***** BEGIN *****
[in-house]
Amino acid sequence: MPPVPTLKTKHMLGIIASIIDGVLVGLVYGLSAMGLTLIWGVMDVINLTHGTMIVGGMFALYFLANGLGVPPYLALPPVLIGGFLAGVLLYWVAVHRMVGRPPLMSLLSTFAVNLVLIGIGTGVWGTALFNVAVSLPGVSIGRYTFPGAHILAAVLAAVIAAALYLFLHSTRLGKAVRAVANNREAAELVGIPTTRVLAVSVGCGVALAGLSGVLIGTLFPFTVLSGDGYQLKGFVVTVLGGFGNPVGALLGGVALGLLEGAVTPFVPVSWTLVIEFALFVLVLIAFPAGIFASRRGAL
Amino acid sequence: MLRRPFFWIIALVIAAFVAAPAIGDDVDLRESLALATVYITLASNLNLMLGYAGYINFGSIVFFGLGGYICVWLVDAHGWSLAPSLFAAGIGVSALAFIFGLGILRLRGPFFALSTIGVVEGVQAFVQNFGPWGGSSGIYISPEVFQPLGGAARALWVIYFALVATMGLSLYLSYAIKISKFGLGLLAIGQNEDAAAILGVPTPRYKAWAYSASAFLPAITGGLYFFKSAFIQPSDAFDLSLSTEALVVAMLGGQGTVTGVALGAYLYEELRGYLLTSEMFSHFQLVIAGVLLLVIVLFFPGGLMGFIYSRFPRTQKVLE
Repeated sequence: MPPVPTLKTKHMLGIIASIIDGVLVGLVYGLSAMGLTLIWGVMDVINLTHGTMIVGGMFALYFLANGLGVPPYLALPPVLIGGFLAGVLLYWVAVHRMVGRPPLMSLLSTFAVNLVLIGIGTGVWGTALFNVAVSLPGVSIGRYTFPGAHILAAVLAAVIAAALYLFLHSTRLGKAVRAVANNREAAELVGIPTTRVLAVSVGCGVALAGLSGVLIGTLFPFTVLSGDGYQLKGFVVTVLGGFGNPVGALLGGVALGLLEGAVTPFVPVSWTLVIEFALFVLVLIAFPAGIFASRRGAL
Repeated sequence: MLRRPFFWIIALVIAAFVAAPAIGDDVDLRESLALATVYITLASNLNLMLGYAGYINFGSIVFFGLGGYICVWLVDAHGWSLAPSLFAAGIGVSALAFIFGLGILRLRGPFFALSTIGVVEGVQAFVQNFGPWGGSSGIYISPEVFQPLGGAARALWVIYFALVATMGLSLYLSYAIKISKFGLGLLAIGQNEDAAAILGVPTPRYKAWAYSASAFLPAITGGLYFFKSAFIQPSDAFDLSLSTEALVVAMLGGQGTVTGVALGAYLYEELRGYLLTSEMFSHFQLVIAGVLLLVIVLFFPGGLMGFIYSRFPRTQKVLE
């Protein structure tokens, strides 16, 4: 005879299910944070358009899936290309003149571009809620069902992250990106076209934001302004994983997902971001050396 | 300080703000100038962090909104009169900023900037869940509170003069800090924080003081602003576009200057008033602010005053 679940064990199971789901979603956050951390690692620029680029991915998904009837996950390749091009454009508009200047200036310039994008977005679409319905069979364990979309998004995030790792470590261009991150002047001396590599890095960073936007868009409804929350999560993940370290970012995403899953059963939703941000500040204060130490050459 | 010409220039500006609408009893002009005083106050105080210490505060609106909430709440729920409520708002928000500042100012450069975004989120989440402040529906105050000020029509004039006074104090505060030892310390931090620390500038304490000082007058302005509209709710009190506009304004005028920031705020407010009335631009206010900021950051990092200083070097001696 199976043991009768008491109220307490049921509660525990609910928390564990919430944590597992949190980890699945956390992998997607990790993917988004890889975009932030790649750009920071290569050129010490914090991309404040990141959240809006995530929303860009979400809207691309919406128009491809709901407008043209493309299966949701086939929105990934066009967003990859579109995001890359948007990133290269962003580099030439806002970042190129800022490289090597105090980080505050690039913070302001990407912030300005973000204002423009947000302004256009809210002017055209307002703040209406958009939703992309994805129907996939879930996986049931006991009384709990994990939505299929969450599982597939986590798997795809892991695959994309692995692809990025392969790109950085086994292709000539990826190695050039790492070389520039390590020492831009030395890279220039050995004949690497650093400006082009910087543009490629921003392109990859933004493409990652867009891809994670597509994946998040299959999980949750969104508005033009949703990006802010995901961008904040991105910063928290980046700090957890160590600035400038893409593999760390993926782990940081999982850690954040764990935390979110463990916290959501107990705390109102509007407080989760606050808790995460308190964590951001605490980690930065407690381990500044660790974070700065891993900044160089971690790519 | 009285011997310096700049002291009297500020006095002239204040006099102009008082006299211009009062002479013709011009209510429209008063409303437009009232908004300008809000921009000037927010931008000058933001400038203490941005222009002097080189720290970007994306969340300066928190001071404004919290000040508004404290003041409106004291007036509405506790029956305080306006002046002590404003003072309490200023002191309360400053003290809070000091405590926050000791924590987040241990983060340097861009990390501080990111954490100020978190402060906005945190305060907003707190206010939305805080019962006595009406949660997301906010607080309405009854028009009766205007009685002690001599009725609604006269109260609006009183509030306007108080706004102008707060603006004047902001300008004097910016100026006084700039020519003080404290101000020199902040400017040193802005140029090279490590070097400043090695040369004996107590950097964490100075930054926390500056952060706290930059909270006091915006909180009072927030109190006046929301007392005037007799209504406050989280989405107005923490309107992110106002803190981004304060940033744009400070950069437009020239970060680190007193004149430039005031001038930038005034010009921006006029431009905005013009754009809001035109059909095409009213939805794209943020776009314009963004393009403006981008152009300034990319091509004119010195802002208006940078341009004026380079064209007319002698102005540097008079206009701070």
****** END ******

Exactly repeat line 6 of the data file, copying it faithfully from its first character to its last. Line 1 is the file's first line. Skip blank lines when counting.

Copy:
């Protein structure tokens, strides 16, 4: 005879299910944070358009899936290309003149571009809620069902992250990106076209934001302004994983997902971001050396 | 300080703000100038962090909104009169900023900037869940509170003069800090924080003081602003576009200057008033602010005053 679940064990199971789901979603956050951390690692620029680029991915998904009837996950390749091009454009508009200047200036310039994008977005679409319905069979364990979309998004995030790792470590261009991150002047001396590599890095960073936007868009409804929350999560993940370290970012995403899953059963939703941000500040204060130490050459 | 010409220039500006609408009893002009005083106050105080210490505060609106909430709440729920409520708002928000500042100012450069975004989120989440402040529906105050000020029509004039006074104090505060030892310390931090620390500038304490000082007058302005509209709710009190506009304004005028920031705020407010009335631009206010900021950051990092200083070097001696 199976043991009768008491109220307490049921509660525990609910928390564990919430944590597992949190980890699945956390992998997607990790993917988004890889975009932030790649750009920071290569050129010490914090991309404040990141959240809006995530929303860009979400809207691309919406128009491809709901407008043209493309299966949701086939929105990934066009967003990859579109995001890359948007990133290269962003580099030439806002970042190129800022490289090597105090980080505050690039913070302001990407912030300005973000204002423009947000302004256009809210002017055209307002703040209406958009939703992309994805129907996939879930996986049931006991009384709990994990939505299929969450599982597939986590798997795809892991695959994309692995692809990025392969790109950085086994292709000539990826190695050039790492070389520039390590020492831009030395890279220039050995004949690497650093400006082009910087543009490629921003392109990859933004493409990652867009891809994670597509994946998040299959999980949750969104508005033009949703990006802010995901961008904040991105910063928290980046700090957890160590600035400038893409593999760390993926782990940081999982850690954040764990935390979110463990916290959501107990705390109102509007407080989760606050808790995460308190964590951001605490980690930065407690381990500044660790974070700065891993900044160089971690790519 | 009285011997310096700049002291009297500020006095002239204040006099102009008082006299211009009062002479013709011009209510429209008063409303437009009232908004300008809000921009000037927010931008000058933001400038203490941005222009002097080189720290970007994306969340300066928190001071404004919290000040508004404290003041409106004291007036509405506790029956305080306006002046002590404003003072309490200023002191309360400053003290809070000091405590926050000791924590987040241990983060340097861009990390501080990111954490100020978190402060906005945190305060907003707190206010939305805080019962006595009406949660997301906010607080309405009854028009009766205007009685002690001599009725609604006269109260609006009183509030306007108080706004102008707060603006004047902001300008004097910016100026006084700039020519003080404290101000020199902040400017040193802005140029090279490590070097400043090695040369004996107590950097964490100075930054926390500056952060706290930059909270006091915006909180009072927030109190006046929301007392005037007799209504406050989280989405107005923490309107992110106002803190981004304060940033744009400070950069437009020239970060680190007193004149430039005031001038930038005034010009921006006029431009905005013009754009809001035109059909095409009213939805794209943020776009314009963004393009403006981008152009300034990319091509004119010195802002208006940078341009004026380079064209007319002698102005540097008079206009701070």